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Jobs and Competitiveness, Post 2015 Agenda

The Education We Need

By Eva Paunova, Member of the EPP Group in the European Parliament and Vice-President of European Movement International

The EU is a club of countries generating more than 50% of global GDP. These countries have great ambitions, impressive ideas and high hopes for the future. Yet, these societies are facing some significant challenges, which are putting extra pressure on our new generation. This is reflected by the spectacular numbers of young people outside employment, education or training – 7 million. So, how can we provide better career opportunities and an enabling environment for EU citizens to thrive and to realise their potential?

Providing better career opportunities

The EU is coming out of one of the deepest economic depressions the world has ever seen. The financial and economic crisis left empty banks and pockets, struggling companies and thousands of unemployed. But, most importantly, it discouraged many people to take risks, start their own business and so become drivers of the economy.

The EU in the 21st century is in great need of rethinking its economic model. We are already feeling the constraints of the old paradigms based on industrial production, resource-consumtion and environmentally unfriendly manufacturing. Growth and jobs no longer come from smoking chimneys and huge corporations – they depend on the individual initiative of each and every one of us. And for that, we need a society of fast-thinking, determined, entrepreneurial and goal-oriented people with a real vision of progress. In short, we need better education.

Albert Einstein once famously said that education is what remains after one has forgotten what one has learned in school. This means that what counts are not mathematical formulas and chemical equations that are hard to remember or use, but the understanding of the world we develop and the set of skills we acquire.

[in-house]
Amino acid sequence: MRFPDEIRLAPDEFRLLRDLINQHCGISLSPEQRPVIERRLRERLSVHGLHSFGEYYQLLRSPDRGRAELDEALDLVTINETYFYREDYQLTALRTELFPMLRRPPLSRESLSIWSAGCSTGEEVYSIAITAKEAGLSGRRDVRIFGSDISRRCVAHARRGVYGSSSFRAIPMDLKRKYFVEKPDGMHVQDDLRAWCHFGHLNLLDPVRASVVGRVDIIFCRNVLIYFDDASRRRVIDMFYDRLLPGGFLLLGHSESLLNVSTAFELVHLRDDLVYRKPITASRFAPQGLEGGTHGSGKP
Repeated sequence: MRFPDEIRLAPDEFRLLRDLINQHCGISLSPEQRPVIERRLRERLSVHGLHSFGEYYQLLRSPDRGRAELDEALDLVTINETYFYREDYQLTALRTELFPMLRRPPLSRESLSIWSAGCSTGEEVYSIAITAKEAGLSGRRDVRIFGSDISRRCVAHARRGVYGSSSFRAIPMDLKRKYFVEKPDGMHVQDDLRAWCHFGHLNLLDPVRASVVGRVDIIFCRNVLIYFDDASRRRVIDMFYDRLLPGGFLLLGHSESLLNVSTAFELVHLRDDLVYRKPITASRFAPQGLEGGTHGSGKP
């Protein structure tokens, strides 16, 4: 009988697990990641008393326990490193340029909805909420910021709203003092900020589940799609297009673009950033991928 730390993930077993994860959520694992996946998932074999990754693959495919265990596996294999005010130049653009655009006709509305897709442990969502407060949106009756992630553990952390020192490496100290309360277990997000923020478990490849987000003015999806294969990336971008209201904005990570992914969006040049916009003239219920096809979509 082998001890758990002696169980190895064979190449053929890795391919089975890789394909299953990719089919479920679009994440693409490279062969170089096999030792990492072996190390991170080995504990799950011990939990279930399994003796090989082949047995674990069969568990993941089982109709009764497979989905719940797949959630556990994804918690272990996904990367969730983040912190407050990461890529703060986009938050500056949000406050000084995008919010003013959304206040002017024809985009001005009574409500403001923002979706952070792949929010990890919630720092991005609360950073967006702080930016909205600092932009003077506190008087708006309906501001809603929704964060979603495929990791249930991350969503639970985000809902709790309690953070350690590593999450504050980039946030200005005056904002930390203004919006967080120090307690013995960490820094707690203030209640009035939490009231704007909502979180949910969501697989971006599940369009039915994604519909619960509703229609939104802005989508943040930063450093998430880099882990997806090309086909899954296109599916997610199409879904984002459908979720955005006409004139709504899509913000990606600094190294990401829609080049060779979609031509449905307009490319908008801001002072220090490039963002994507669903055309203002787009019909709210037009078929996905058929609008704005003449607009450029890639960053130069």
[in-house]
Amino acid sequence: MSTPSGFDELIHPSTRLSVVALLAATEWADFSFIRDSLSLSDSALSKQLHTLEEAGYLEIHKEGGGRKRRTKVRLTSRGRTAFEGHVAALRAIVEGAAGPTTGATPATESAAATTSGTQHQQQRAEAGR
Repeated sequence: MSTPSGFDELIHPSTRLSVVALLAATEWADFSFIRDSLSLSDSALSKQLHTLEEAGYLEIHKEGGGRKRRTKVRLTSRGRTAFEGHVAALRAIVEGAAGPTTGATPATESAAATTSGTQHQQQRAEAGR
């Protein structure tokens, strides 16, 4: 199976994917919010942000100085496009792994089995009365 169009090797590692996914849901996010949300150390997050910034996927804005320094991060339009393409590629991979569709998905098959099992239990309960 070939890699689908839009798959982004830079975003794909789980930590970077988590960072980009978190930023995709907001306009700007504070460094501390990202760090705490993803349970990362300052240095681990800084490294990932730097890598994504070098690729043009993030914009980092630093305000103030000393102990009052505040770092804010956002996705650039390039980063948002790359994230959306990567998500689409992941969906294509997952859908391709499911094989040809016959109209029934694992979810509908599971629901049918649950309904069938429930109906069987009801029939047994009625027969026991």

There are several ideas that would help us follow Einstein’s advice.

More dual and vocational systems
These systems bring young people into real-life professional situations while still in schools and universities. With such experiences, students are enabled to make better-informed decisions about their future and to establish their career plan. The close interaction between educational institutions and businesses also helps to identify and create the skills in greatest demand in the labour market. Take the ICT sector, for instance: more than 900,000 new positions will be open to specialists in the next five years and we should encourage young people to develop in this sphere.

Education developing the entrepreneurial spirit
We need to give young people the idea of entrepreneurship as early as we can. If we encourage students to think critically and act with a vision, they will become adults with ideas and the ability to realise them. This is precisely the type of generation we need in the current economic environment, where it is easier than ever to start your own business. A generation or two ago, this would not have been feasible, as economies were dominated by capital-intensive industries. Perhaps today it is too hard to start an industrial factory, but it is quite easy to start a technology business. You need some ideas and a computer, and a good educational basis to go about it.

Education for responsible citizens
We also need education to challenge the idea that it is only the state that is responsible for citizens’ well-being. This idea kills the initiative in many young people and is one of the factors for the high level of youth unemployment in Europe. It is more of a cultural problem, reinforced by the manifestos of political parties that promise easily available food, free electricity and generous social payments. Education needs to encourage participation, social and political activity, and active citizenship.

If we rethink our educational model and operate within the context of the 21st century, we will be able to create young adults that will become the creators, the entrepreneurs, the leaders, the drivers of our economy and society. Our future begins now.

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